Tuesday, April 19, 2016


NOW you can see a triumphal arch through which Antinous and Hadrian strode in the ancient city of Palmyra … recreated in the heart of London.

The arch from a Palmyra temple destroyed by DAESH Islamic State barbarians was recreated (in two-thirds scale) in London's Trafalgar Square ... where it will remain for three days before traveling to Dubai and to Times Square in New York City ... as part of UNESCO World Heritage WeekApril 2016.

The 2,000-year-old arch was all that remained of the Temple of Bel, part of the Syrian Unesco World Heritage site, captured by militants in May.

It was recreated from photographs, using a 3D printer.

It was crafted from carrara marble and then shipped in pieces to London.

The institute behind the project hopes the arch will draw attention to the importance of cultural heritage.

DAESH militants have ransacked and demolished several similar ancient sites to Palmyra that pre-date Islam in Iraq, denouncing them as symbols of "idolatry".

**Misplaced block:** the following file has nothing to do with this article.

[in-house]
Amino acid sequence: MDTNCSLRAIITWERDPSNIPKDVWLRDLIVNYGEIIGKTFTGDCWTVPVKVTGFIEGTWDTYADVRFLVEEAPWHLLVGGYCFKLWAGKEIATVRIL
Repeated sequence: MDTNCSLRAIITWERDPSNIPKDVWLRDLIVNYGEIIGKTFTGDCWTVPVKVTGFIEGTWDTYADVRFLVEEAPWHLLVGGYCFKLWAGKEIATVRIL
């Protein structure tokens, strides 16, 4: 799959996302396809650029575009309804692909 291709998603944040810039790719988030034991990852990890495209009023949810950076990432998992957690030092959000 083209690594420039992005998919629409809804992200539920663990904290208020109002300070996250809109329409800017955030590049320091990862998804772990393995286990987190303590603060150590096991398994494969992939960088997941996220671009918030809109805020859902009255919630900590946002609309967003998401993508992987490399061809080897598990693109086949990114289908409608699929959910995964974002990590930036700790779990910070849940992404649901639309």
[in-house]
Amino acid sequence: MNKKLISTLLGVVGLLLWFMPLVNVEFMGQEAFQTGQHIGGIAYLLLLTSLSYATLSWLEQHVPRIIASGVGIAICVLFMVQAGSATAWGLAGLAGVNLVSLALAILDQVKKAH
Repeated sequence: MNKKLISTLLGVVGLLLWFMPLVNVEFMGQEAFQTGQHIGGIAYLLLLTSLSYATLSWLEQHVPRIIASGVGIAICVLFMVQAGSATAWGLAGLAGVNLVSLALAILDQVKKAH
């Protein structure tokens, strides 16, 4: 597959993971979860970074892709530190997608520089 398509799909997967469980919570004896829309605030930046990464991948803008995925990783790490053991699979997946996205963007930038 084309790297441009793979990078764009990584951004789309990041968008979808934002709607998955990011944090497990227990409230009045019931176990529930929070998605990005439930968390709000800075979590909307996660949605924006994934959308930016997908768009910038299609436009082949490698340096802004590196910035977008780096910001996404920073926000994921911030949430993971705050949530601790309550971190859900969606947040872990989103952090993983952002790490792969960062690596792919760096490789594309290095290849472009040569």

Alexy Karenowska, from the Institute of Digital Archaeology, which is behind the project, says she hopes it will help people understand how important it is to preserve cultural sites in war-torn countries such as Syria.

She says: "People say, 'should we be worrying about this stuff when human lives are being lost?'

"Of course all of this stuff takes second place to human life, but these cultural objects are very important to give a sense of place and community."

The installation was created off-site and then assembled at Trafalgar Square.

It stands next to the National Gallery and Nelson's Column, both Neo-Classical in style.

The famous 15m (50ft) arch also illustrates Britain and Syria's shared heritage, with the Greco-Roman architecture of Palmyra echoed by the neoclassical buildings of the National Gallery and Nelson's Column.

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